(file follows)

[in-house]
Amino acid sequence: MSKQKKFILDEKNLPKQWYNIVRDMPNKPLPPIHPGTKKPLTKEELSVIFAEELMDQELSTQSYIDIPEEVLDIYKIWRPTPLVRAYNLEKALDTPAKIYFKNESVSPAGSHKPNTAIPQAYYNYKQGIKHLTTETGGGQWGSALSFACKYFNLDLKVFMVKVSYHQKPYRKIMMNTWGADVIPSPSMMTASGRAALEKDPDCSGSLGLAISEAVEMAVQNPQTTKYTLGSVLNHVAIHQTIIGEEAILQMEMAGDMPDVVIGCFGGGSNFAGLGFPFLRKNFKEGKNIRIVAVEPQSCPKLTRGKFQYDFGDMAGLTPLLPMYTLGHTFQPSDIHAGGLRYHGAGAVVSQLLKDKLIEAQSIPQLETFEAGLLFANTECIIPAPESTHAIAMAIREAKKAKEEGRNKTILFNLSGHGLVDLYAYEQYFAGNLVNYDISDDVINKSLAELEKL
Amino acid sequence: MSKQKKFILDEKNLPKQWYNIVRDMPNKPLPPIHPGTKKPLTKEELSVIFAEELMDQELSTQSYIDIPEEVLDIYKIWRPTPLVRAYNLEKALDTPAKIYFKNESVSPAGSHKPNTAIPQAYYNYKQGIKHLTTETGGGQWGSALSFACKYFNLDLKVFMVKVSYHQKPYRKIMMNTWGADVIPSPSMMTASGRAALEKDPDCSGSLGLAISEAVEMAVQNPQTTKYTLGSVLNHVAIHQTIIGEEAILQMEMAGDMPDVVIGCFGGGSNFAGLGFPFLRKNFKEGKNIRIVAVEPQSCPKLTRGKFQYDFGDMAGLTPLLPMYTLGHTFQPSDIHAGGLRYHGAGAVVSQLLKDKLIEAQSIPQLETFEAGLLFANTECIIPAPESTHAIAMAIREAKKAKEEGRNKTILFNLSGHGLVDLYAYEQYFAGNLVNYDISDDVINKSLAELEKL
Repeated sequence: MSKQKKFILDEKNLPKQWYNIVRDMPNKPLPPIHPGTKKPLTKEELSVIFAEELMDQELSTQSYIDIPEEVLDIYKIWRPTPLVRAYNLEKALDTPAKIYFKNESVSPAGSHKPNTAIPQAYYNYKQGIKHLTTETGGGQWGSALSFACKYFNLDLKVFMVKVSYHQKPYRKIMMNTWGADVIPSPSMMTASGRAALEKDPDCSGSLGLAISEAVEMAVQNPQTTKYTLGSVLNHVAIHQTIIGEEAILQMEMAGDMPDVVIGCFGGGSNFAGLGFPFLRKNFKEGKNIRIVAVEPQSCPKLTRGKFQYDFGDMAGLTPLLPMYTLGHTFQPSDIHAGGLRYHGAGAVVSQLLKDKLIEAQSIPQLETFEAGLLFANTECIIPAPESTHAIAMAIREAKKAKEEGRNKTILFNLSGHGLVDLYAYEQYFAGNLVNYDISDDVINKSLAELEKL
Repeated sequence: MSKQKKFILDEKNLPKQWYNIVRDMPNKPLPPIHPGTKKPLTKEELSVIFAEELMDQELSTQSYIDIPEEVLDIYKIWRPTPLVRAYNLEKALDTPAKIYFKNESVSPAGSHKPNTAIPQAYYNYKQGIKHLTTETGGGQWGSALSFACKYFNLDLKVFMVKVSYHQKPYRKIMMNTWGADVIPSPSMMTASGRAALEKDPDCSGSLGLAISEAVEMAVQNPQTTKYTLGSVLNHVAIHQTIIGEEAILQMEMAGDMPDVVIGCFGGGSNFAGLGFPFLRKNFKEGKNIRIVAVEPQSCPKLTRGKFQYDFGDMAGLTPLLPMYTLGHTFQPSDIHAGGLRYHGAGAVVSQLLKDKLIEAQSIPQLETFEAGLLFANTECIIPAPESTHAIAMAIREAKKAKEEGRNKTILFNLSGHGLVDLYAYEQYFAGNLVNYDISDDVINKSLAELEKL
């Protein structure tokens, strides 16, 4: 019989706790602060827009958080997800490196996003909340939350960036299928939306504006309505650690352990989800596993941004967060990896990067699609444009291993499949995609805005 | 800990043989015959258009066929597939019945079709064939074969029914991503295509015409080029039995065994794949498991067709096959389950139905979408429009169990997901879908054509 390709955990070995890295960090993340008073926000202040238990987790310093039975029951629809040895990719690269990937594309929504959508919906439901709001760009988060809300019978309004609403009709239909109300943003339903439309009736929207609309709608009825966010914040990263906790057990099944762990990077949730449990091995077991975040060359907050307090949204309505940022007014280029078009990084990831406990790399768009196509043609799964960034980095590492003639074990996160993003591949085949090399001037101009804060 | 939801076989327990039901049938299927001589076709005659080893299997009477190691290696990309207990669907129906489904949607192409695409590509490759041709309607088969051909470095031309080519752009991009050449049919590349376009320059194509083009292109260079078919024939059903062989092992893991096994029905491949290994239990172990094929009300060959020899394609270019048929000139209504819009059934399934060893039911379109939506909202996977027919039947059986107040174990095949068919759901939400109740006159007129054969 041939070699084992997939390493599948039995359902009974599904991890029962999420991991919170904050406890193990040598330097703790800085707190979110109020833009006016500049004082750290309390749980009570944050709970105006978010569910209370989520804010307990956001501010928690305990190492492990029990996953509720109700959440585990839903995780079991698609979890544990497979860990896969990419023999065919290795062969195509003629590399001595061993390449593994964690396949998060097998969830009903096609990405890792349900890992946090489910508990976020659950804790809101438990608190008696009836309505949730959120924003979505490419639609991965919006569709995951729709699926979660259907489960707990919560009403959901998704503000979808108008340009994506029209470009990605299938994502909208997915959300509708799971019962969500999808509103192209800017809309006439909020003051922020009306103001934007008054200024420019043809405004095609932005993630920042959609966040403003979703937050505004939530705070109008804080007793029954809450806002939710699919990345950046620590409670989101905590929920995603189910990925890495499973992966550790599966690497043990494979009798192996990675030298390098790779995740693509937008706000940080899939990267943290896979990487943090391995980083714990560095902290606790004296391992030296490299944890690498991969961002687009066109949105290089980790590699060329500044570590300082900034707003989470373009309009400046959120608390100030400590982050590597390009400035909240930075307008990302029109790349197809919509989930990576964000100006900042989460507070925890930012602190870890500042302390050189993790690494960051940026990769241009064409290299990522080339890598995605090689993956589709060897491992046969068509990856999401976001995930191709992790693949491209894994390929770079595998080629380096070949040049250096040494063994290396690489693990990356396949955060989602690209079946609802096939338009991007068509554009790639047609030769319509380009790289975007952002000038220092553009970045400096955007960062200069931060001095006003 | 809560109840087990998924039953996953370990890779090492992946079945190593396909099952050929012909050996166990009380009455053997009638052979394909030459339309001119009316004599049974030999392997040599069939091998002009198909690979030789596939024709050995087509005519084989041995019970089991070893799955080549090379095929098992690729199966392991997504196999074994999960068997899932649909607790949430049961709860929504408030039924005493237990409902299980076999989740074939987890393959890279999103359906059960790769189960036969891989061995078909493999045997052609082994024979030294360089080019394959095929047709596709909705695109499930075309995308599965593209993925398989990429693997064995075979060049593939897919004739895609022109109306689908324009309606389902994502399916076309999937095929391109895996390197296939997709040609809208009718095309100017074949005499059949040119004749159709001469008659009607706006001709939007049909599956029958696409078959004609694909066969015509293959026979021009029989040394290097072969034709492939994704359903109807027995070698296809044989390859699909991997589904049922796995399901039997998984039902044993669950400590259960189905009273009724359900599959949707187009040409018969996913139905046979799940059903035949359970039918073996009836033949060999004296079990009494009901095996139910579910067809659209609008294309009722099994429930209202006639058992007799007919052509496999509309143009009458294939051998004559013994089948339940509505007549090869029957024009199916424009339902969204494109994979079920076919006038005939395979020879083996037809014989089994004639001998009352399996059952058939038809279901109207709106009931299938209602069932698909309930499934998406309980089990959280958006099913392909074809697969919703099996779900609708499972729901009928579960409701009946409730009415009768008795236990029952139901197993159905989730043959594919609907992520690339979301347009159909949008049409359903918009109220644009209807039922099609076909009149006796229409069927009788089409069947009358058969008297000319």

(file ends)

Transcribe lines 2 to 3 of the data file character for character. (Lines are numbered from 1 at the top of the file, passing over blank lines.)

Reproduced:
Amino acid sequence: MSKQKKFILDEKNLPKQWYNIVRDMPNKPLPPIHPGTKKPLTKEELSVIFAEELMDQELSTQSYIDIPEEVLDIYKIWRPTPLVRAYNLEKALDTPAKIYFKNESVSPAGSHKPNTAIPQAYYNYKQGIKHLTTETGGGQWGSALSFACKYFNLDLKVFMVKVSYHQKPYRKIMMNTWGADVIPSPSMMTASGRAALEKDPDCSGSLGLAISEAVEMAVQNPQTTKYTLGSVLNHVAIHQTIIGEEAILQMEMAGDMPDVVIGCFGGGSNFAGLGFPFLRKNFKEGKNIRIVAVEPQSCPKLTRGKFQYDFGDMAGLTPLLPMYTLGHTFQPSDIHAGGLRYHGAGAVVSQLLKDKLIEAQSIPQLETFEAGLLFANTECIIPAPESTHAIAMAIREAKKAKEEGRNKTILFNLSGHGLVDLYAYEQYFAGNLVNYDISDDVINKSLAELEKL
Amino acid sequence: MSKQKKFILDEKNLPKQWYNIVRDMPNKPLPPIHPGTKKPLTKEELSVIFAEELMDQELSTQSYIDIPEEVLDIYKIWRPTPLVRAYNLEKALDTPAKIYFKNESVSPAGSHKPNTAIPQAYYNYKQGIKHLTTETGGGQWGSALSFACKYFNLDLKVFMVKVSYHQKPYRKIMMNTWGADVIPSPSMMTASGRAALEKDPDCSGSLGLAISEAVEMAVQNPQTTKYTLGSVLNHVAIHQTIIGEEAILQMEMAGDMPDVVIGCFGGGSNFAGLGFPFLRKNFKEGKNIRIVAVEPQSCPKLTRGKFQYDFGDMAGLTPLLPMYTLGHTFQPSDIHAGGLRYHGAGAVVSQLLKDKLIEAQSIPQLETFEAGLLFANTECIIPAPESTHAIAMAIREAKKAKEEGRNKTILFNLSGHGLVDLYAYEQYFAGNLVNYDISDDVINKSLAELEKL